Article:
Beauty in What Remains
After I talked to my friend Nina about her year of living in a bus with her family of six, I was inspired to store all but five each of our plates, bowls, drinking glasses, coffee mugs, and silverware. We don’t have much of that to begin with, but I still felt like we were washing more dishes than seemed necessary for our family of five.
So after setting aside five of everything, I stored the rest in the cabinet above our fridge—out of sight, but within reach when company comes over. So far, this little mind trick has worked like a charm.
Not much changed, really—we only have eight plates and bowls total (of each size), and about a dozen drinking glasses. But psychologically, it’s changed how I see my kitchen. If there are only three dishes on the shelf and it’s dinnertime, someone needs to wash a couple. But it only takes a few minutes now because we’re using only what we need, right in the moment.
A few weeks ago, I also got rid of over half my clothes, and it was more freeing than I ever imagined. I’m back to liking everything in my closet. The excess is gone, leaving nothing but abundance, even though I technically have fewer items.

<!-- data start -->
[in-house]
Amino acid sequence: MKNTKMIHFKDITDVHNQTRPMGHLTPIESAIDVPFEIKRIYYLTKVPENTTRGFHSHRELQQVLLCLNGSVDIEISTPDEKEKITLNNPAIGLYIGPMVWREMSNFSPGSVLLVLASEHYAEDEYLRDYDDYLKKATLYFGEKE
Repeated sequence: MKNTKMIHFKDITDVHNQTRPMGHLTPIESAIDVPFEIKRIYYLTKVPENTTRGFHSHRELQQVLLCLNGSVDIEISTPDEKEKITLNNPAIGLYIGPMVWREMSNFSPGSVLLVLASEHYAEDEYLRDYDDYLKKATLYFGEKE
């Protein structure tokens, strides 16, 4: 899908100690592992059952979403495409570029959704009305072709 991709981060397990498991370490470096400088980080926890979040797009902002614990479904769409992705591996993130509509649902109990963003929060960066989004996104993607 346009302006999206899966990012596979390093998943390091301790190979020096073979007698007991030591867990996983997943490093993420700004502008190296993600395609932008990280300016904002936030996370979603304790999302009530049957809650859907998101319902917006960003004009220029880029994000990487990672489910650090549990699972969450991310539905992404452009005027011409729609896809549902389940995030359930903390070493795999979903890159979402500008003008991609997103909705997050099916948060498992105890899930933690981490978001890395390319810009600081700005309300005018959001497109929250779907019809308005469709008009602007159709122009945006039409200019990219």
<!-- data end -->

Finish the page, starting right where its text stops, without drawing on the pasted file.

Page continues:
I think this applies to other parts of life, too. When I step down from all commitments except the ones that enrich my family or myself, I actually look forward to jumping feet-first in the ones we commit to. When I shun the faux junk chocolate-flavored candy-attempting-to-be-chocolate, the authentic, delectable honest-to-goodness chocolate all but melts in my mouth.
Living with less gives way to a richer life: more freedom to live in the moment, a deeper love for fewer things, more energy to invest in commitments where I'm really dedicated—a savoring of the truly delectable.
There’s a legit benefit to getting rid of stuff you don’t need or want—less to clean, manage, and maintain. But perhaps my favorite reason to declutter my life is this:
Everything that remains is beautiful.
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